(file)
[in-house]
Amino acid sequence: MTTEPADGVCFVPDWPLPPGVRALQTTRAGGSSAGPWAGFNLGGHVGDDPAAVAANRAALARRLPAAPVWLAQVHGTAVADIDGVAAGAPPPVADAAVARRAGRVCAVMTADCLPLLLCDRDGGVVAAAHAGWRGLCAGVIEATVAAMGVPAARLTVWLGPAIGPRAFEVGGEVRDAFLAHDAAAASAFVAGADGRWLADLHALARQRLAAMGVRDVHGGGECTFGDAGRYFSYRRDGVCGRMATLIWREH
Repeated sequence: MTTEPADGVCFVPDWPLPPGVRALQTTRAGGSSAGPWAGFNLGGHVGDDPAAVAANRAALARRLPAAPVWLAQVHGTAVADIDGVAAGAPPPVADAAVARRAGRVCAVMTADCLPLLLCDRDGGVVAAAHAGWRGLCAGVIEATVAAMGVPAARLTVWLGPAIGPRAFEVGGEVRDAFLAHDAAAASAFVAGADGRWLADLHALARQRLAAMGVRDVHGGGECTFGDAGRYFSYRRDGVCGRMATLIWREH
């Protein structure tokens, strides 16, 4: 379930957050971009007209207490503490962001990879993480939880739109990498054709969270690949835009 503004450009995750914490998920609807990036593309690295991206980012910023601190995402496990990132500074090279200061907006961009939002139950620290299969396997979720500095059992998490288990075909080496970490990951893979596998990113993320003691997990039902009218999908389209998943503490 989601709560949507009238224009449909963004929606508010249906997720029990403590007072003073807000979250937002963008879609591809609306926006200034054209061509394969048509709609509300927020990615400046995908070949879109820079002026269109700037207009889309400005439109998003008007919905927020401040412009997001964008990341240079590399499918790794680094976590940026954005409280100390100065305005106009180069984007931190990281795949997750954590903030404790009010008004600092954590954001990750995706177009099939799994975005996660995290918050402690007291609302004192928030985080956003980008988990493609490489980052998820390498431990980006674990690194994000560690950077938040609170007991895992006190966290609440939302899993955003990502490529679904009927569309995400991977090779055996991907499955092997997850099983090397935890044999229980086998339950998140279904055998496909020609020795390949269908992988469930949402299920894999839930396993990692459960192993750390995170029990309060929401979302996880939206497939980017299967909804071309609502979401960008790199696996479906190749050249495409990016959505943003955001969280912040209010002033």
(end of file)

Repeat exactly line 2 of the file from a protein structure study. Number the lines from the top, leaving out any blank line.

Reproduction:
Amino acid sequence: MTTEPADGVCFVPDWPLPPGVRALQTTRAGGSSAGPWAGFNLGGHVGDDPAAVAANRAALARRLPAAPVWLAQVHGTAVADIDGVAAGAPPPVADAAVARRAGRVCAVMTADCLPLLLCDRDGGVVAAAHAGWRGLCAGVIEATVAAMGVPAARLTVWLGPAIGPRAFEVGGEVRDAFLAHDAAAASAFVAGADGRWLADLHALARQRLAAMGVRDVHGGGECTFGDAGRYFSYRRDGVCGRMATLIWREH